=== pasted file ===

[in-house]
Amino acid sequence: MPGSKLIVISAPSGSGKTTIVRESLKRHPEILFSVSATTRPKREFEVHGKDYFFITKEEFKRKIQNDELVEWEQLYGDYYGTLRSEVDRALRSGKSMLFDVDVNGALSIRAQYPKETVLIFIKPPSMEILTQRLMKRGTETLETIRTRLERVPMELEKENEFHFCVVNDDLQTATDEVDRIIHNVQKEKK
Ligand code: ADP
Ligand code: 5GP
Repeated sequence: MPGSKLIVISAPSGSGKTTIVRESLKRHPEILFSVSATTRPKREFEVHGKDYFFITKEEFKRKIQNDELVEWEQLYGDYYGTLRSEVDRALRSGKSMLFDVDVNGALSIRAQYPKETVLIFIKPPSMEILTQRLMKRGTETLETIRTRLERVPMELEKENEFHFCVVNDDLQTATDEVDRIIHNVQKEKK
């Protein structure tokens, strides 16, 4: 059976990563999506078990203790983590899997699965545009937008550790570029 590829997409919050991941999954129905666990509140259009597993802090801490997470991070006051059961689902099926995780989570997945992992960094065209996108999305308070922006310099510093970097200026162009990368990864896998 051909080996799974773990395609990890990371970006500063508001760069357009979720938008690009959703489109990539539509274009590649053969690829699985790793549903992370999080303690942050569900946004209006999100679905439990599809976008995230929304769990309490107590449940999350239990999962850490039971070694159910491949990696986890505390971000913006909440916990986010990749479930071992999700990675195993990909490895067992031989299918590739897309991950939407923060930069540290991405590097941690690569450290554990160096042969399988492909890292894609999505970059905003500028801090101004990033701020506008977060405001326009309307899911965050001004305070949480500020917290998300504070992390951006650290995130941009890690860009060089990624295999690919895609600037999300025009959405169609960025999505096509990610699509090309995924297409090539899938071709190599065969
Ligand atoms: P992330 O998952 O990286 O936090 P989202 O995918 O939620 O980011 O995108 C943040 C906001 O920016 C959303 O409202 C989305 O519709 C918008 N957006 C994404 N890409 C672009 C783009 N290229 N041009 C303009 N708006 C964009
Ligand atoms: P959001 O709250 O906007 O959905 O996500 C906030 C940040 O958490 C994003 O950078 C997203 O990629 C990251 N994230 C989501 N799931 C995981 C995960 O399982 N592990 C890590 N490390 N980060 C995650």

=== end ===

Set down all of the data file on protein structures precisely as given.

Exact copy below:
[in-house]
Amino acid sequence: MPGSKLIVISAPSGSGKTTIVRESLKRHPEILFSVSATTRPKREFEVHGKDYFFITKEEFKRKIQNDELVEWEQLYGDYYGTLRSEVDRALRSGKSMLFDVDVNGALSIRAQYPKETVLIFIKPPSMEILTQRLMKRGTETLETIRTRLERVPMELEKENEFHFCVVNDDLQTATDEVDRIIHNVQKEKK
Ligand code: ADP
Ligand code: 5GP
Repeated sequence: MPGSKLIVISAPSGSGKTTIVRESLKRHPEILFSVSATTRPKREFEVHGKDYFFITKEEFKRKIQNDELVEWEQLYGDYYGTLRSEVDRALRSGKSMLFDVDVNGALSIRAQYPKETVLIFIKPPSMEILTQRLMKRGTETLETIRTRLERVPMELEKENEFHFCVVNDDLQTATDEVDRIIHNVQKEKK
């Protein structure tokens, strides 16, 4: 059976990563999506078990203790983590899997699965545009937008550790570029 590829997409919050991941999954129905666990509140259009597993802090801490997470991070006051059961689902099926995780989570997945992992960094065209996108999305308070922006310099510093970097200026162009990368990864896998 051909080996799974773990395609990890990371970006500063508001760069357009979720938008690009959703489109990539539509274009590649053969690829699985790793549903992370999080303690942050569900946004209006999100679905439990599809976008995230929304769990309490107590449940999350239990999962850490039971070694159910491949990696986890505390971000913006909440916990986010990749479930071992999700990675195993990909490895067992031989299918590739897309991950939407923060930069540290991405590097941690690569450290554990160096042969399988492909890292894609999505970059905003500028801090101004990033701020506008977060405001326009309307899911965050001004305070949480500020917290998300504070992390951006650290995130941009890690860009060089990624295999690919895609600037999300025009959405169609960025999505096509990610699509090309995924297409090539899938071709190599065969
Ligand atoms: P992330 O998952 O990286 O936090 P989202 O995918 O939620 O980011 O995108 C943040 C906001 O920016 C959303 O409202 C989305 O519709 C918008 N957006 C994404 N890409 C672009 C783009 N290229 N041009 C303009 N708006 C964009
Ligand atoms: P959001 O709250 O906007 O959905 O996500 C906030 C940040 O958490 C994003 O950078 C997203 O990629 C990251 N994230 C989501 N799931 C995981 C995960 O399982 N592990 C890590 N490390 N980060 C995650």